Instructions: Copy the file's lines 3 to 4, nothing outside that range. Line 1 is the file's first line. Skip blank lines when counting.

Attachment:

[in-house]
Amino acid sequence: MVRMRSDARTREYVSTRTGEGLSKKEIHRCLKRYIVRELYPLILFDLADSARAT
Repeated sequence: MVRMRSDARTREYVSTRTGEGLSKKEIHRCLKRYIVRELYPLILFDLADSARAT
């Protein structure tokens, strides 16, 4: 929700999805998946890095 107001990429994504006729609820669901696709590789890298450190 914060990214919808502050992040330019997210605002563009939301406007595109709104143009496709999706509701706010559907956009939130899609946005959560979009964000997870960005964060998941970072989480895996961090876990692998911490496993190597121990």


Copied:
Repeated sequence: MVRMRSDARTREYVSTRTGEGLSKKEIHRCLKRYIVRELYPLILFDLADSARAT
């Protein structure tokens, strides 16, 4: 929700999805998946890095 107001990429994504006729609820669901696709590789890298450190 914060990214919808502050992040330019997210605002563009939301406007595109709104143009496709999706509701706010559907956009939130899609946005959560979009964000997870960005964060998941970072989480895996961090876990692998911490496993190597121990």